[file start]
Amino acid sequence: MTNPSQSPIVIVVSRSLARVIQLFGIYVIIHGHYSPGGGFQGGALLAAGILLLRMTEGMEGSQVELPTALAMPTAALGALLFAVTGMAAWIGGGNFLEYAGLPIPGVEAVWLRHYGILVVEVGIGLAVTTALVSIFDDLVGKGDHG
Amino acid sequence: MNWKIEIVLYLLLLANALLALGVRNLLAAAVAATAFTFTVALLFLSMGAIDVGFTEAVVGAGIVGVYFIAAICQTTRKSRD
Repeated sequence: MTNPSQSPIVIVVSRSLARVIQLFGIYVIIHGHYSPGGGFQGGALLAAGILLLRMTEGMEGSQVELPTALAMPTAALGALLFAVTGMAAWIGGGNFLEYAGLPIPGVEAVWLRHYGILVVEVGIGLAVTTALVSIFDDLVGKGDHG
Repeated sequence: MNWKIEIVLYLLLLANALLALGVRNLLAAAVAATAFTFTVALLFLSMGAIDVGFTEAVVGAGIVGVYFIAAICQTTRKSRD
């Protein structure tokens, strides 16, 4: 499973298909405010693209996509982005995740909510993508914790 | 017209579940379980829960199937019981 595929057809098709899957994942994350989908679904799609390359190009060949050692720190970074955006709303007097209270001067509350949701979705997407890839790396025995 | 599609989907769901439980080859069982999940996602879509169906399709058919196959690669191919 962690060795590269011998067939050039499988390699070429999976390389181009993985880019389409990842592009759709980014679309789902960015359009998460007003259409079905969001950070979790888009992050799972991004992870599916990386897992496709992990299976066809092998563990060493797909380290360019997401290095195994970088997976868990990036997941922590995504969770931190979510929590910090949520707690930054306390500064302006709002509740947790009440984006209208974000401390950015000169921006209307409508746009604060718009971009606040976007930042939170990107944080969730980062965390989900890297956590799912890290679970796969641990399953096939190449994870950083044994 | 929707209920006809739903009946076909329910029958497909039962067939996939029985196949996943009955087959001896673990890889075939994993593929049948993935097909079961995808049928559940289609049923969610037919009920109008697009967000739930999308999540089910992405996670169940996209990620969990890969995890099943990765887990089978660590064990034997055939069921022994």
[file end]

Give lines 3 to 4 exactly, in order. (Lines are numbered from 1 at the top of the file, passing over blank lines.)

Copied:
Repeated sequence: MTNPSQSPIVIVVSRSLARVIQLFGIYVIIHGHYSPGGGFQGGALLAAGILLLRMTEGMEGSQVELPTALAMPTAALGALLFAVTGMAAWIGGGNFLEYAGLPIPGVEAVWLRHYGILVVEVGIGLAVTTALVSIFDDLVGKGDHG
Repeated sequence: MNWKIEIVLYLLLLANALLALGVRNLLAAAVAATAFTFTVALLFLSMGAIDVGFTEAVVGAGIVGVYFIAAICQTTRKSRD